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Andrew Herrmann, P.E. SECB, F.ASCE
The American Society of Civil Engineers
Jobs Now Hearing
United States House of Representatives
Democratic Steering and Policy Committee
February 2, 2011
The American Society of Civil Engineers (ASCE)1 would like to commend the Democratic Steering and Policy Committee for holding a hearing today on how surface transportation investment can be a key factor for continued economic recovery and job creation. The Society is pleased to present to the Committee our views on investing in the nation’s infrastructure.
Infrastructure Receives a Grade of “D”
ASCE’s 2009 Report Card for America’s Infrastructure graded the nation’s infrastructure a “D” based on 15 categories (the same overall grade as ASCE’s 2005 Report Card), and stated that the nation needs to invest approximately $2.2 trillion from 2009 – 2014 to maintain the national infrastructure in a state of good repair. This number, adjusted for a 3 percent rate of inflation, represents capital spending at all levels of government and includes what is already being spent. Even with the current and planned investments from federal, state and local governments from 2009 - 2014, the “gap” between the overall need and actual spending will exceed $1 trillion by the end of the five year period.
In the Report Card, the nation’s surface transportation system included roads receiving a grade of “D-”, bridges receiving a grade of “C”, and transit receiving a grade of “D”. With nearly onethird of roads in poor or mediocre condition, a quarter of the nation’s bridges either structurally deficient or functionally obsolete, and transit use increasing to its highest levels in 50 years, it is not hard to see why the nation’s surface transportation system is in a state of critical decline. Additionally, to bring just these three surface transportation categories up to an acceptable condition would require a five year investment of $1.2 trillion, according to ASCE estimates. If the nation continues to under invest in infrastructure and ignores this backlog until systems fail, we will incur even greater costs.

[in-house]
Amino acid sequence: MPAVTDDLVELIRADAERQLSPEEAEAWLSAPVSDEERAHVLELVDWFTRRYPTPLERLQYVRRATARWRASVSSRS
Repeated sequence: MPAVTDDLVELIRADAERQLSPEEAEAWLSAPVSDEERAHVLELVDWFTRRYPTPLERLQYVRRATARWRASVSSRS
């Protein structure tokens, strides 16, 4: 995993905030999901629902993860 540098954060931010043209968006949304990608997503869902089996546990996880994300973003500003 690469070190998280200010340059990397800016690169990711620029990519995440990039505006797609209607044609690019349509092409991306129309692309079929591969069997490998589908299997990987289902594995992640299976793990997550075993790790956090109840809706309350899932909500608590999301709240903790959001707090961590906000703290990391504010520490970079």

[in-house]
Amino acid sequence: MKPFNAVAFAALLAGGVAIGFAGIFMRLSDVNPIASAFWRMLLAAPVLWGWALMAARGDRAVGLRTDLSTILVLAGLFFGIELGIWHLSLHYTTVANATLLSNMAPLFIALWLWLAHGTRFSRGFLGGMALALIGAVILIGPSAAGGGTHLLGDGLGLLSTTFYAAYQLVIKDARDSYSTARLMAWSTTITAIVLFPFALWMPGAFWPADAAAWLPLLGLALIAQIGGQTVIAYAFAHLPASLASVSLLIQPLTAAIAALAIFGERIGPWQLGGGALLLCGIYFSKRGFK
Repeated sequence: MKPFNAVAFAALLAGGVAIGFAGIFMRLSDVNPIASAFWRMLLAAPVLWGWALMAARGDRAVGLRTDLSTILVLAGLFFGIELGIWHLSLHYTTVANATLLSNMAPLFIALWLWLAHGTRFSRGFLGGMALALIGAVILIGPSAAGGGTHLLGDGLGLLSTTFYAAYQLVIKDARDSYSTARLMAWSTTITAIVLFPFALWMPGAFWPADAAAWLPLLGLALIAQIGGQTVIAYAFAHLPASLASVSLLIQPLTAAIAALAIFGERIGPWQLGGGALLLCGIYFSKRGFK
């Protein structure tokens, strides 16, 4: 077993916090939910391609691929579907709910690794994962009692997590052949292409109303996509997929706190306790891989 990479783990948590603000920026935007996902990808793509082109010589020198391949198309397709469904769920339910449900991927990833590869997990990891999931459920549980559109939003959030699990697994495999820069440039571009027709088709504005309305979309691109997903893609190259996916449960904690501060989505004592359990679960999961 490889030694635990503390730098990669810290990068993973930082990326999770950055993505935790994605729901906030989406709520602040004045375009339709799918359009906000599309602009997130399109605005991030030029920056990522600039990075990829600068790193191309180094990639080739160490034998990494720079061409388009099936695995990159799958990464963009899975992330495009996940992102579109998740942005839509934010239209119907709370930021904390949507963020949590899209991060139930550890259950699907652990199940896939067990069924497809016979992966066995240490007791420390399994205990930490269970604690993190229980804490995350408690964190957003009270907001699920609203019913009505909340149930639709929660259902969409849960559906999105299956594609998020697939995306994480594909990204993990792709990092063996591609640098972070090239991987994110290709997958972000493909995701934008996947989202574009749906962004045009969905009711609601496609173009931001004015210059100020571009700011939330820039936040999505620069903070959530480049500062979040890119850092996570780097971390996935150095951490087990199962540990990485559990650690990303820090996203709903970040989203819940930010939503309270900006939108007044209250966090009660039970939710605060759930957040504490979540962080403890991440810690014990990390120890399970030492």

As Congress begins the process of developing a comprehensive multi-year surface transportation authorization bill, and as President Obama discusses the administration’s hope to invest $50 billion on the nation’s infrastructure, our roads, bridges, and transit systems continue on in a state of decline. The total of all federal spending for infrastructure has steadily declined over the past 30 years, according to the Congressional Budget Office. The results of years of under investment can be seen in traffic and airport congestion, unsafe bridges and dams, deteriorating roads, and aging drinking water and wastewater infrastructure.
ASCE is concerned with the increasing deterioration of America’s infrastructure, reduced investment for the preservation and enhancement of our quality of life, and with the threatened decline of U.S. competitiveness in the global marketplace. In response, ASCE has not only issued multiple Report Cards on the condition of infrastructure, but has sought to advance solutions that provide for a clean and safe quality of life, as well as fuel economic growth.
5 Key Solutions
In 2010, ASCE brought together engineers and infrastructure policy experts to further focus on the 5 Key Solutions that were identified in the 2009 Report Card for America’s Infrastructure.
These solutions include:
• Increase federal leadership in infrastructure;
• Promote sustainability and resilience;
• Develop federal, regional, and state infrastructure plans;
• Addressing life cycle costs and ongoing maintenance; and